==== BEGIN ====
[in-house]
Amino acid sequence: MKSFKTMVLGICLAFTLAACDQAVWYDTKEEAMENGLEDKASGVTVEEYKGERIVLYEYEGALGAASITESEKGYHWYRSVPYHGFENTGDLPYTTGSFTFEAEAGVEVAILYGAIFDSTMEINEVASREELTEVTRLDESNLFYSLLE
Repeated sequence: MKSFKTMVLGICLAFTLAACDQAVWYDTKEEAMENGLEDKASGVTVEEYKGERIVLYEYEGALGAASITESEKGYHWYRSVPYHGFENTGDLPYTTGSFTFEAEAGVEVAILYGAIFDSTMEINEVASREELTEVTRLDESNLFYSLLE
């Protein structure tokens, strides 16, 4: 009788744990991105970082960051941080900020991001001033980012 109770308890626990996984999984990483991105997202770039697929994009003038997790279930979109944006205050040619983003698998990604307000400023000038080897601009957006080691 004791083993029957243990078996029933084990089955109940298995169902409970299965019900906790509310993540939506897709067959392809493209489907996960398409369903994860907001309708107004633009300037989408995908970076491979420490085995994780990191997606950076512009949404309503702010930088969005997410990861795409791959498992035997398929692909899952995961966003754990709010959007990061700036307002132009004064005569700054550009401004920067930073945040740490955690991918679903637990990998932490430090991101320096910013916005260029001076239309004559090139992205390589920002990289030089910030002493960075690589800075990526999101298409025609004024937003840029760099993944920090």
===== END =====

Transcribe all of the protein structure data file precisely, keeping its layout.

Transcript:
[in-house]
Amino acid sequence: MKSFKTMVLGICLAFTLAACDQAVWYDTKEEAMENGLEDKASGVTVEEYKGERIVLYEYEGALGAASITESEKGYHWYRSVPYHGFENTGDLPYTTGSFTFEAEAGVEVAILYGAIFDSTMEINEVASREELTEVTRLDESNLFYSLLE
Repeated sequence: MKSFKTMVLGICLAFTLAACDQAVWYDTKEEAMENGLEDKASGVTVEEYKGERIVLYEYEGALGAASITESEKGYHWYRSVPYHGFENTGDLPYTTGSFTFEAEAGVEVAILYGAIFDSTMEINEVASREELTEVTRLDESNLFYSLLE
């Protein structure tokens, strides 16, 4: 009788744990991105970082960051941080900020991001001033980012 109770308890626990996984999984990483991105997202770039697929994009003038997790279930979109944006205050040619983003698998990604307000400023000038080897601009957006080691 004791083993029957243990078996029933084990089955109940298995169902409970299965019900906790509310993540939506897709067959392809493209489907996960398409369903994860907001309708107004633009300037989408995908970076491979420490085995994780990191997606950076512009949404309503702010930088969005997410990861795409791959498992035997398929692909899952995961966003754990709010959007990061700036307002132009004064005569700054550009401004920067930073945040740490955690991918679903637990990998932490430090991101320096910013916005260029001076239309004559090139992205390589920002990289030089910030002493960075690589800075990526999101298409025609004024937003840029760099993944920090």